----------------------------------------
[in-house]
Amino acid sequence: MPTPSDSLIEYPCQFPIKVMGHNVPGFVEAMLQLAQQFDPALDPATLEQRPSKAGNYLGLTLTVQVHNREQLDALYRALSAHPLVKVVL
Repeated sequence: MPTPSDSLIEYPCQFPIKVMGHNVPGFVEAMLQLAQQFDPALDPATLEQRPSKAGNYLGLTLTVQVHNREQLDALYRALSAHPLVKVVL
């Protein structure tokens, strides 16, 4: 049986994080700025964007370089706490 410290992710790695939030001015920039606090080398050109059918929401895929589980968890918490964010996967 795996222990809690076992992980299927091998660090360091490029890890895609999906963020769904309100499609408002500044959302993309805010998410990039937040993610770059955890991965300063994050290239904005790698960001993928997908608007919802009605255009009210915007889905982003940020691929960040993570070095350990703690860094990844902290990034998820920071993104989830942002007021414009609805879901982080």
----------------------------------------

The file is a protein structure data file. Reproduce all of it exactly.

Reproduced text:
[in-house]
Amino acid sequence: MPTPSDSLIEYPCQFPIKVMGHNVPGFVEAMLQLAQQFDPALDPATLEQRPSKAGNYLGLTLTVQVHNREQLDALYRALSAHPLVKVVL
Repeated sequence: MPTPSDSLIEYPCQFPIKVMGHNVPGFVEAMLQLAQQFDPALDPATLEQRPSKAGNYLGLTLTVQVHNREQLDALYRALSAHPLVKVVL
């Protein structure tokens, strides 16, 4: 049986994080700025964007370089706490 410290992710790695939030001015920039606090080398050109059918929401895929589980968890918490964010996967 795996222990809690076992992980299927091998660090360091490029890890895609999906963020769904309100499609408002500044959302993309805010998410990039937040993610770059955890991965300063994050290239904005790698960001993928997908608007919802009605255009009210915007889905982003940020691929960040993570070095350990703690860094990844902290990034998820920071993104989830942002007021414009609805879901982080």